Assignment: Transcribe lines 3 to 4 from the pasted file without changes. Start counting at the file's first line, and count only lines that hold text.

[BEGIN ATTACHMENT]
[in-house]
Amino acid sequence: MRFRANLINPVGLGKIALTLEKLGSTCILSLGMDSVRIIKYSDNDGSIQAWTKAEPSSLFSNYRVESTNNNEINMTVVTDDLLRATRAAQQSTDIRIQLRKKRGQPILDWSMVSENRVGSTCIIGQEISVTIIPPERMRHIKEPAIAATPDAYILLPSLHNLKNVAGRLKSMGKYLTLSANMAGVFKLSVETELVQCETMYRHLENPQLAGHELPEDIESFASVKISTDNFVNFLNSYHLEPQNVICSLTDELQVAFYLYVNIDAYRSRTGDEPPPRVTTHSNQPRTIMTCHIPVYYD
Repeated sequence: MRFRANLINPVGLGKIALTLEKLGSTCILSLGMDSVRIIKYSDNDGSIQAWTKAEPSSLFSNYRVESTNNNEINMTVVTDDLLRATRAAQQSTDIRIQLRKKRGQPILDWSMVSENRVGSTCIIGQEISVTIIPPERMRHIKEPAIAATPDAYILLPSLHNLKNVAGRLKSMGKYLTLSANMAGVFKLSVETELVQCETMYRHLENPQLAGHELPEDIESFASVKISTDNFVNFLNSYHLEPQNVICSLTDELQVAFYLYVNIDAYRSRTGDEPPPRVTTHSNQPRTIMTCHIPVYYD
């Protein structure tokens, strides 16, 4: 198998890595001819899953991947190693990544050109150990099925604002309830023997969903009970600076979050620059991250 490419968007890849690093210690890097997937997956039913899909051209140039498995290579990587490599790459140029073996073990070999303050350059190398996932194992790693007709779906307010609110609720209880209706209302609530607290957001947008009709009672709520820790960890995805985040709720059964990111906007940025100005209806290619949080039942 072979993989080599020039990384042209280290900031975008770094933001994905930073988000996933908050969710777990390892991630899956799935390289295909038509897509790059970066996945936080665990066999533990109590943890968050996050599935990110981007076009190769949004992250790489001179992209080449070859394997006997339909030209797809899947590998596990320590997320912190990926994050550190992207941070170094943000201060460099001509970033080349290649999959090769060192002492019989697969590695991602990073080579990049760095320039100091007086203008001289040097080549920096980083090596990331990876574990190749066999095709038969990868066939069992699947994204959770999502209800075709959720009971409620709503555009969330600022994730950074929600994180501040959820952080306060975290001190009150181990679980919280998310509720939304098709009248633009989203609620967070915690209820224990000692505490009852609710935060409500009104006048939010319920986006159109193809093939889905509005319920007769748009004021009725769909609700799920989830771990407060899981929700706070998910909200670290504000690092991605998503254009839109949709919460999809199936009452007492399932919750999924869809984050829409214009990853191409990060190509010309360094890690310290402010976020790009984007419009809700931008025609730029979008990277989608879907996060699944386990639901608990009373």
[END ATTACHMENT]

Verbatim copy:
Repeated sequence: MRFRANLINPVGLGKIALTLEKLGSTCILSLGMDSVRIIKYSDNDGSIQAWTKAEPSSLFSNYRVESTNNNEINMTVVTDDLLRATRAAQQSTDIRIQLRKKRGQPILDWSMVSENRVGSTCIIGQEISVTIIPPERMRHIKEPAIAATPDAYILLPSLHNLKNVAGRLKSMGKYLTLSANMAGVFKLSVETELVQCETMYRHLENPQLAGHELPEDIESFASVKISTDNFVNFLNSYHLEPQNVICSLTDELQVAFYLYVNIDAYRSRTGDEPPPRVTTHSNQPRTIMTCHIPVYYD
């Protein structure tokens, strides 16, 4: 198998890595001819899953991947190693990544050109150990099925604002309830023997969903009970600076979050620059991250 490419968007890849690093210690890097997937997956039913899909051209140039498995290579990587490599790459140029073996073990070999303050350059190398996932194992790693007709779906307010609110609720209880209706209302609530607290957001947008009709009672709520820790960890995805985040709720059964990111906007940025100005209806290619949080039942 072979993989080599020039990384042209280290900031975008770094933001994905930073988000996933908050969710777990390892991630899956799935390289295909038509897509790059970066996945936080665990066999533990109590943890968050996050599935990110981007076009190769949004992250790489001179992209080449070859394997006997339909030209797809899947590998596990320590997320912190990926994050550190992207941070170094943000201060460099001509970033080349290649999959090769060192002492019989697969590695991602990073080579990049760095320039100091007086203008001289040097080549920096980083090596990331990876574990190749066999095709038969990868066939069992699947994204959770999502209800075709959720009971409620709503555009969330600022994730950074929600994180501040959820952080306060975290001190009150181990679980919280998310509720939304098709009248633009989203609620967070915690209820224990000692505490009852609710935060409500009104006048939010319920986006159109193809093939889905509005319920007769748009004021009725769909609700799920989830771990407060899981929700706070998910909200670290504000690092991605998503254009839109949709919460999809199936009452007492399932919750999924869809984050829409214009990853191409990060190509010309360094890690310290402010976020790009984007419009809700931008025609730029979008990277989608879907996060699944386990639901608990009373």